This seems to be happening more and more, which is driving me to find or create more recipes for the foods we love.  There is nothing more safe or guaranteed healthy than a homemade version because I can control the ingredients and the process.  I know these are made in an allergen free facility because I’m the kitchen manager.  (Self proclaimed, of course.)

I started by searching for yummy looking granola bar recipes that I could modify.  I found these on the Bless This Mess blog, which I love, and they looked so good to me… Chocolate Peanut Butter Pretzel Granola Bars.  Of course, for us, there are at least three reds flags in the name alone (chocolate=dairy, PB=nuts, pretzel=gluten), so I knew I would be in for some big changes.

My version does have coconut, so if you can’t have that, all you have to do is replace the coconut oil with safe “butter” alternative of your choice and omit the coconut flakes.

These are going to be a new staple at our house.  The best part is, I will never have to go on a hunt for safe granola bars again.

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Coconut Crunch Granola Bars

Ingredients:

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1/2 cup coconut oil

1/2 cup brown sugar

1/2 cup honey (substitute molasses or agave for vegan version)

1/2 cup WowButter

2 tsp. Pure Vanilla Extract

3 1/2 cup gluten free oats

1 cup brown rice cereal (I use Erewhon Crispy Brown Rice Cereal)

2 cups Glutino pretzels

2/3 cups Enjoy Life mini chocolate chips

4 tbsp. Unsweetened shredded coconut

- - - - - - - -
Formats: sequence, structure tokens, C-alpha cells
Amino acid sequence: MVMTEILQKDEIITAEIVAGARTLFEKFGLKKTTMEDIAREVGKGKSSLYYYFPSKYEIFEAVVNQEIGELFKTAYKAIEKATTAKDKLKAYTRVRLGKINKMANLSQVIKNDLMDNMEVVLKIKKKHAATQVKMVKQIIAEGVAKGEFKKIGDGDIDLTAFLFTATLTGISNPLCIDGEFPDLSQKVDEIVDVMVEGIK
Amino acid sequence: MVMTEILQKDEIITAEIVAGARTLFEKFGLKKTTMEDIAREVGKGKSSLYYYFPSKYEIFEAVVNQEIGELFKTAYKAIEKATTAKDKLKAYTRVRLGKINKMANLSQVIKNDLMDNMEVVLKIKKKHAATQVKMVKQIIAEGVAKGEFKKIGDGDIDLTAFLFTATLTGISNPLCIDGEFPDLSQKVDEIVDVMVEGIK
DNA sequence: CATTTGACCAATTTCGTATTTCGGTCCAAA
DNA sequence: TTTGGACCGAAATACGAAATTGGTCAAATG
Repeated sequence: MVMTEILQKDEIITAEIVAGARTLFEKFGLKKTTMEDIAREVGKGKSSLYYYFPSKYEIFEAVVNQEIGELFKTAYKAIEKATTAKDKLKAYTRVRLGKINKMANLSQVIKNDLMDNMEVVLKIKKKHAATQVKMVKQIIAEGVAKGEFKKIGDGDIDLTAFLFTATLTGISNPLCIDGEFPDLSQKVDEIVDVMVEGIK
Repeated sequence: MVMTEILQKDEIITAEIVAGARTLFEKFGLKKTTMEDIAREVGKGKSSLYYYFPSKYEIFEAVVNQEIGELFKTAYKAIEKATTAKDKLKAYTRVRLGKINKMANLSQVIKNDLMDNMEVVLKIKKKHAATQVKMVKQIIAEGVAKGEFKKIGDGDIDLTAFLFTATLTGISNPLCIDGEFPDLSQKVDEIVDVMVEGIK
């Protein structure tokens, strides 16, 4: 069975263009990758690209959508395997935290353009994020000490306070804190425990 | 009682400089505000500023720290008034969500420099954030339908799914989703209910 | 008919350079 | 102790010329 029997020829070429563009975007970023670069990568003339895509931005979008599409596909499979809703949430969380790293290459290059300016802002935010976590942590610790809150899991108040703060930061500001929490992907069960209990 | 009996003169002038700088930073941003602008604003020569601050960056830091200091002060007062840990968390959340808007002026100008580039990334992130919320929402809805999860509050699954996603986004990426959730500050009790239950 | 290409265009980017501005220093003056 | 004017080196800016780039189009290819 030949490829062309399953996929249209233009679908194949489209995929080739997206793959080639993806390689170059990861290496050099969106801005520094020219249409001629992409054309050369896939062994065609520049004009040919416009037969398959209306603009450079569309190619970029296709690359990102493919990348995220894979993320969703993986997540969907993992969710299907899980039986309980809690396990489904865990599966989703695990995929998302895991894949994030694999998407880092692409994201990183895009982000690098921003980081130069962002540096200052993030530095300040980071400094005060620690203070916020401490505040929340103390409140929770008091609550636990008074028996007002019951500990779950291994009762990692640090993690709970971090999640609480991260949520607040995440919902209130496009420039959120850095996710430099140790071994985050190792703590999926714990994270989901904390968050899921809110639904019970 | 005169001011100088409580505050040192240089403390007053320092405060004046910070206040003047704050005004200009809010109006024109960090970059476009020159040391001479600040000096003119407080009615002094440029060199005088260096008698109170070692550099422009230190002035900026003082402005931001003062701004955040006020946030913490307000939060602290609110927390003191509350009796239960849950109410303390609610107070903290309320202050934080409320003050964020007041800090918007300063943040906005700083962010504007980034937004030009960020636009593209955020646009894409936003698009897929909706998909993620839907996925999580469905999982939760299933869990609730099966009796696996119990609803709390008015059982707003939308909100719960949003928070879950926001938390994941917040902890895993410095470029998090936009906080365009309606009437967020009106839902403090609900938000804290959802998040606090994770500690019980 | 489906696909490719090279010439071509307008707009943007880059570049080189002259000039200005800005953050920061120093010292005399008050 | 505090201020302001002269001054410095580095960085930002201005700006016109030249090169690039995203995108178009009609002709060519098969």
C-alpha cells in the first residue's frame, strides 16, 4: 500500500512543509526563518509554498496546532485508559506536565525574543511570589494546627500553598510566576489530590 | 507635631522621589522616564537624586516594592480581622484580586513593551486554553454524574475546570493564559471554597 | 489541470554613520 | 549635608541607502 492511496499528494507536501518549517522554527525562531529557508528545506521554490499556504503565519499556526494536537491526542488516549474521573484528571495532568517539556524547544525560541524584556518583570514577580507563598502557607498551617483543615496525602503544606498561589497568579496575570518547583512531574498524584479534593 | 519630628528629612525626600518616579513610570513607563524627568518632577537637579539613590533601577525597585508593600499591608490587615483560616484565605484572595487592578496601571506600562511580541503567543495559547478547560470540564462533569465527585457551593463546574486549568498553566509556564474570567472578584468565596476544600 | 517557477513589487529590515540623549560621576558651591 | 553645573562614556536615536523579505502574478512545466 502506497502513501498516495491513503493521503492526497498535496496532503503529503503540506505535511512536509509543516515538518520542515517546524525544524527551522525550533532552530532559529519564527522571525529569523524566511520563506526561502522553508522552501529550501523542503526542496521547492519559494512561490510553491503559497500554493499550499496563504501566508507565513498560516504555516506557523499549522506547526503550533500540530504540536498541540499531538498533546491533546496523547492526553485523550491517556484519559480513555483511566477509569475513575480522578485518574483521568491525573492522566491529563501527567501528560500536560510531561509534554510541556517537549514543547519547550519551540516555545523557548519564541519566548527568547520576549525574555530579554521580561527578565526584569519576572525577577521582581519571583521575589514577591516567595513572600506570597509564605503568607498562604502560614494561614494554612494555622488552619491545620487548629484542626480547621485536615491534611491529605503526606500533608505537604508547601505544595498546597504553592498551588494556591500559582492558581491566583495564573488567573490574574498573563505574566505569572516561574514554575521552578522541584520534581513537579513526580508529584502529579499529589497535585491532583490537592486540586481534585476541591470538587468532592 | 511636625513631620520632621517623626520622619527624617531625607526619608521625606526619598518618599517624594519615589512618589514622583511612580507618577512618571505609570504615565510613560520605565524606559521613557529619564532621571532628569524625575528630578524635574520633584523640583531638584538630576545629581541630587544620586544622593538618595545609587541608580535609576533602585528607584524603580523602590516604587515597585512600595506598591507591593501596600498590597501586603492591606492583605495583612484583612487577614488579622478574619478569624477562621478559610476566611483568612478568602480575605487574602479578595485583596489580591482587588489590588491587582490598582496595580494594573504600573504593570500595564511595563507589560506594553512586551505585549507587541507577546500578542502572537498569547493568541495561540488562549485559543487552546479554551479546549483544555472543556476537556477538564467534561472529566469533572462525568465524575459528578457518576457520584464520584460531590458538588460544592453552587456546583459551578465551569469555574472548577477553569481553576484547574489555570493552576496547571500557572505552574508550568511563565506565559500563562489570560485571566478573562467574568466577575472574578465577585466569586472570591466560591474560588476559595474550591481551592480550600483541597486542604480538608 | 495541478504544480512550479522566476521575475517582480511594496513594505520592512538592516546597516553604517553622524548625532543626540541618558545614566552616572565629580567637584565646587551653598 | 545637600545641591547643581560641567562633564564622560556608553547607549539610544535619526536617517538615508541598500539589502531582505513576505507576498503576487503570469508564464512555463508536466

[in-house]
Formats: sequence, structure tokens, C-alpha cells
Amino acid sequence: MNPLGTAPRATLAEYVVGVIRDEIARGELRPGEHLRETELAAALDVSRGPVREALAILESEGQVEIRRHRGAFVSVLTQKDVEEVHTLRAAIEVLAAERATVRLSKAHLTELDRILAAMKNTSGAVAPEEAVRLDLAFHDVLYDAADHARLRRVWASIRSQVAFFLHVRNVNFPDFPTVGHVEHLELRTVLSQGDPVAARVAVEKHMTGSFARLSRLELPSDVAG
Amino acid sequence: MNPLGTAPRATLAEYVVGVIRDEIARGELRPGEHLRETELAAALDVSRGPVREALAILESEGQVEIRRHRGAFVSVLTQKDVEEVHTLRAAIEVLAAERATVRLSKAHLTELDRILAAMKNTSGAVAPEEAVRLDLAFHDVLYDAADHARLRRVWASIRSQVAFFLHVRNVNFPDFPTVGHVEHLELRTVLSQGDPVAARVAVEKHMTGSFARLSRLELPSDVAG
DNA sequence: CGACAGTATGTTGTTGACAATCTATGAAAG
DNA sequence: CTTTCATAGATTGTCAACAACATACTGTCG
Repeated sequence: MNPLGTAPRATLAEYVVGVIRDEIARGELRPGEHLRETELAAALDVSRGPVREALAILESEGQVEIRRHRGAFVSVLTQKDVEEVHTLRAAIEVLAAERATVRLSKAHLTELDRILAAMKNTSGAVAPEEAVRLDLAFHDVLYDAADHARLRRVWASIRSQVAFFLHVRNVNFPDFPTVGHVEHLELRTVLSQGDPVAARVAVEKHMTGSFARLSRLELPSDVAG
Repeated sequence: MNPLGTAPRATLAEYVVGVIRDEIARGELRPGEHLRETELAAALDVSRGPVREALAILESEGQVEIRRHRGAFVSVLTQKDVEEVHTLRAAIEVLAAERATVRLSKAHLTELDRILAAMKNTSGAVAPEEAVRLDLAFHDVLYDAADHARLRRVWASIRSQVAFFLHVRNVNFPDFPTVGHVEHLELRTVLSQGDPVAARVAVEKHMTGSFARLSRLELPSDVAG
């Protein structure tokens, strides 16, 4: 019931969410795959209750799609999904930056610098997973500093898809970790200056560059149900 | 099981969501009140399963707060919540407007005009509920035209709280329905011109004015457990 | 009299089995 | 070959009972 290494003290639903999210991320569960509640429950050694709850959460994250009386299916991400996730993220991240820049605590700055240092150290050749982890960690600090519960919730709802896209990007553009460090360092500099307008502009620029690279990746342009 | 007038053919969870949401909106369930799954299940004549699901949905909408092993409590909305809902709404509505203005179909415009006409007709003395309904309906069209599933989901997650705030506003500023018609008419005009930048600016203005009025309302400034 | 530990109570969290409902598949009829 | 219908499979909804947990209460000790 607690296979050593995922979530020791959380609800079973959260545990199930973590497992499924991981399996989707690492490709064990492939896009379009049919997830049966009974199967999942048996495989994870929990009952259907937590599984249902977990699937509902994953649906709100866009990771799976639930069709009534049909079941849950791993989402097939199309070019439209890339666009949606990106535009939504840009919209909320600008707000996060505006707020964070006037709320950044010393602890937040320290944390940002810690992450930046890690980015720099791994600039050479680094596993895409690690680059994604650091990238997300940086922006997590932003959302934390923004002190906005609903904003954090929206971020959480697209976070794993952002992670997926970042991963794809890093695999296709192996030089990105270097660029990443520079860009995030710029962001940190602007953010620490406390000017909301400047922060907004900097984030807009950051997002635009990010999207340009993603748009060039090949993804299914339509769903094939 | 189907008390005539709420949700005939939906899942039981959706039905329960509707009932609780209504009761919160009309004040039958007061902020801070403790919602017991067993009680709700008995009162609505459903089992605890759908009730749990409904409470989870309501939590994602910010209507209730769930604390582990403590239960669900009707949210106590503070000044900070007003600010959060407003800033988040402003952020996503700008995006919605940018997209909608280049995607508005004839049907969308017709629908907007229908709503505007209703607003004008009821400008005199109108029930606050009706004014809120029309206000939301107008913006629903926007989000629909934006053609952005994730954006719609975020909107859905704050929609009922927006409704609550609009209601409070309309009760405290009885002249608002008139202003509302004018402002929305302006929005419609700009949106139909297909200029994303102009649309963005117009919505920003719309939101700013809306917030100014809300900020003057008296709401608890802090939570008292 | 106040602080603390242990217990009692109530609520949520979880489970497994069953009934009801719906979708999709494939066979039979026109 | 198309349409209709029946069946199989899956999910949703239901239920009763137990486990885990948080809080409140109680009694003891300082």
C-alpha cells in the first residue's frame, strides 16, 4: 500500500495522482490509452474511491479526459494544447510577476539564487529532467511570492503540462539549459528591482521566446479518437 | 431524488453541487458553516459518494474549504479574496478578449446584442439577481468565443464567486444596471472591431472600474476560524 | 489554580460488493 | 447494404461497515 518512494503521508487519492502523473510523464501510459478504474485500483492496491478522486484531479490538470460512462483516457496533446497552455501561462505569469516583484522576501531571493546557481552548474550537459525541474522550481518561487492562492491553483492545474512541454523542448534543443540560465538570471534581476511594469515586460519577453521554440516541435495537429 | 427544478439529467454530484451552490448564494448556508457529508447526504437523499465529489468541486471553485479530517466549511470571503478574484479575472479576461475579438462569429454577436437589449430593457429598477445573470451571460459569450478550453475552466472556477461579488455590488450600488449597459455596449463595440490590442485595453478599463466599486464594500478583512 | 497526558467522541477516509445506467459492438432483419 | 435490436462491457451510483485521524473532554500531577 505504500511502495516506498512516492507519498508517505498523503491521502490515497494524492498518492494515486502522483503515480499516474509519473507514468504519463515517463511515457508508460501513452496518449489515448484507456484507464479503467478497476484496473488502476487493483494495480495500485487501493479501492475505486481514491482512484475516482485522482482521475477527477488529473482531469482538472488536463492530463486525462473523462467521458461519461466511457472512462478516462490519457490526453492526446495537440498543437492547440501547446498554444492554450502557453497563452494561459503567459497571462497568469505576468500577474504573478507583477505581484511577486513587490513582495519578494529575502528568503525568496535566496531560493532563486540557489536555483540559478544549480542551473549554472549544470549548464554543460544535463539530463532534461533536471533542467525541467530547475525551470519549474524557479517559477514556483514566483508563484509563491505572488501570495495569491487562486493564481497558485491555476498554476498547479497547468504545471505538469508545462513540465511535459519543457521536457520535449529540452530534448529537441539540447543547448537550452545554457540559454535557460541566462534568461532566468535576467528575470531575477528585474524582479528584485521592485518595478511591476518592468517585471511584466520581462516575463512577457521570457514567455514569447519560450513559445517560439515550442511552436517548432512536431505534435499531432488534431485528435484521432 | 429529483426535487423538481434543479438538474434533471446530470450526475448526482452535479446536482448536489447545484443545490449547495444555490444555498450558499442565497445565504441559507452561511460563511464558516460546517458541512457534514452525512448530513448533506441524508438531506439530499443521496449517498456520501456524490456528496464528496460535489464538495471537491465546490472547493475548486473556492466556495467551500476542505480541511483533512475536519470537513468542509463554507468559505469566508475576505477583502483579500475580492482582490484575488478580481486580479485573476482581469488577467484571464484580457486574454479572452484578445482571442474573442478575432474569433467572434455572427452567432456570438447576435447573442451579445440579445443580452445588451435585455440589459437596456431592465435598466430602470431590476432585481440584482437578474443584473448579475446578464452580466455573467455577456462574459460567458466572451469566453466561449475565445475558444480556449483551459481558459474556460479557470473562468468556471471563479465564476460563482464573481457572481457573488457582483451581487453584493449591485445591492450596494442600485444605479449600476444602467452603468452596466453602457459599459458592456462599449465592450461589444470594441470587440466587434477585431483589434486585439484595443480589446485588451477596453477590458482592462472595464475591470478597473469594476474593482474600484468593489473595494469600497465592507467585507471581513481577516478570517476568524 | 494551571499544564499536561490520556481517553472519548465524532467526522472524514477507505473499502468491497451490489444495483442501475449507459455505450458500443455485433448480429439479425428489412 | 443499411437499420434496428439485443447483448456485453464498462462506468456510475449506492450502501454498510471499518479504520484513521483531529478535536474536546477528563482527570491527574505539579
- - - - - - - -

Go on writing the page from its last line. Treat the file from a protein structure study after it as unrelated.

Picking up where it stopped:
2 Tbsp. Chia seeds

First, the fun part.  You need to schmoosh your pretzels.  The girls helped with this task, as they are professional food schmooshers.  We do it with ziplock bags and toy hammers, but any way you want to crumble them up will be acceptable.

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Combine your pretzel pieces, oats, rice cereal, coconut flakes, and chia seeds in a large bowl.

In a small saucepan, heat the coconut oil, brown sugar, honey, Wowbutter, and vanilla over med heat, stirring constantly.  It will bubble slightly as you stir.  Keep stirring until it looks smooth and the sugar looks dissolved, then remove from heat and pour immediately over the oat mixture.  Stir together until well combined.

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Press the mixture into two square 8×8 pans or one 9×13 rectangular pan, which has been lined with parchment paper.  If you have two helpers, like I did, I recommend using two pans.  Then sprinkle the chocolate chips over the top and press them into the bars.  They will begin melting, so be quick or your hands will be covered in melted chocolate.  Resist the urge to cut them right away.  I tried and they fell apart.  Place them in the fridge until they are cool and solid (about 15-20 minutes should do it).